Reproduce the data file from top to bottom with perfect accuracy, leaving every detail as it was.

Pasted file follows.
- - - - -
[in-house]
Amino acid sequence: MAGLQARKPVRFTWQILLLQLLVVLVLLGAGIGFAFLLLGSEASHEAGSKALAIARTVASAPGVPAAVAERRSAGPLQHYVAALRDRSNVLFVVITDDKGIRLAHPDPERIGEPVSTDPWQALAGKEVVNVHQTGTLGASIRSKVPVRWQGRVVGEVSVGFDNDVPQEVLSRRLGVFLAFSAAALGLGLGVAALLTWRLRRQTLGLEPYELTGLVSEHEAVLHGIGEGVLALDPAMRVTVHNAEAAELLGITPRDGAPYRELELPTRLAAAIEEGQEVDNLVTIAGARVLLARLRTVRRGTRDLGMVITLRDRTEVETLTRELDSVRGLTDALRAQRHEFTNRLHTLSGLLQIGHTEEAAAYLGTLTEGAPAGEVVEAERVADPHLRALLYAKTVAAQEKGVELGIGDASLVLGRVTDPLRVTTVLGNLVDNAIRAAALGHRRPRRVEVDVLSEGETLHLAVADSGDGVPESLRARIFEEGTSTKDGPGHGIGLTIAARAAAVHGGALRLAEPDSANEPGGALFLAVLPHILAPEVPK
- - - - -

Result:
[in-house]
Amino acid sequence: MAGLQARKPVRFTWQILLLQLLVVLVLLGAGIGFAFLLLGSEASHEAGSKALAIARTVASAPGVPAAVAERRSAGPLQHYVAALRDRSNVLFVVITDDKGIRLAHPDPERIGEPVSTDPWQALAGKEVVNVHQTGTLGASIRSKVPVRWQGRVVGEVSVGFDNDVPQEVLSRRLGVFLAFSAAALGLGLGVAALLTWRLRRQTLGLEPYELTGLVSEHEAVLHGIGEGVLALDPAMRVTVHNAEAAELLGITPRDGAPYRELELPTRLAAAIEEGQEVDNLVTIAGARVLLARLRTVRRGTRDLGMVITLRDRTEVETLTRELDSVRGLTDALRAQRHEFTNRLHTLSGLLQIGHTEEAAAYLGTLTEGAPAGEVVEAERVADPHLRALLYAKTVAAQEKGVELGIGDASLVLGRVTDPLRVTTVLGNLVDNAIRAAALGHRRPRRVEVDVLSEGETLHLAVADSGDGVPESLRARIFEEGTSTKDGPGHGIGLTIAARAAAVHGGALRLAEPDSANEPGGALFLAVLPHILAPEVPK